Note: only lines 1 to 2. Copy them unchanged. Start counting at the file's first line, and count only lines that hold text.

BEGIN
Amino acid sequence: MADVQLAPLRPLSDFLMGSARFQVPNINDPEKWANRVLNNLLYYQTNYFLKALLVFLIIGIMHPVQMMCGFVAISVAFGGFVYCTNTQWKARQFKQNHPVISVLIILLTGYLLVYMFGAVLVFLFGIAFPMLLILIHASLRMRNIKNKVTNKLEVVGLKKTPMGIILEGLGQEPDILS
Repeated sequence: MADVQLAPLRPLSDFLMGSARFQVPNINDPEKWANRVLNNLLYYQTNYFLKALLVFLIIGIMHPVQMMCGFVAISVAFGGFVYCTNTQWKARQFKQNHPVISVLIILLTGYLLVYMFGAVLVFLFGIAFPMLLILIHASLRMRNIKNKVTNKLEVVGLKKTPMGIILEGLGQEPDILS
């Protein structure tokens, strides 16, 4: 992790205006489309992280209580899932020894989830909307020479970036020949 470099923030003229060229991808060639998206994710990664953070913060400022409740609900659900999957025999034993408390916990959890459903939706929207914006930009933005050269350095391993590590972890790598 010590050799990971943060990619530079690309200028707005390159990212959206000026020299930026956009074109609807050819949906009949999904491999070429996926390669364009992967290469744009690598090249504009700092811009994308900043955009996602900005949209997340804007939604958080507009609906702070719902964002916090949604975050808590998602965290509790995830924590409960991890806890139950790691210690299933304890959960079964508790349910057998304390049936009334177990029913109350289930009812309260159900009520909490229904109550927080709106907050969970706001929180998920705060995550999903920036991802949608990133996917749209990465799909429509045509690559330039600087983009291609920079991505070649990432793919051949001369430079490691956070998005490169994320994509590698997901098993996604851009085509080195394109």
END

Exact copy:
Amino acid sequence: MADVQLAPLRPLSDFLMGSARFQVPNINDPEKWANRVLNNLLYYQTNYFLKALLVFLIIGIMHPVQMMCGFVAISVAFGGFVYCTNTQWKARQFKQNHPVISVLIILLTGYLLVYMFGAVLVFLFGIAFPMLLILIHASLRMRNIKNKVTNKLEVVGLKKTPMGIILEGLGQEPDILS
Repeated sequence: MADVQLAPLRPLSDFLMGSARFQVPNINDPEKWANRVLNNLLYYQTNYFLKALLVFLIIGIMHPVQMMCGFVAISVAFGGFVYCTNTQWKARQFKQNHPVISVLIILLTGYLLVYMFGAVLVFLFGIAFPMLLILIHASLRMRNIKNKVTNKLEVVGLKKTPMGIILEGLGQEPDILS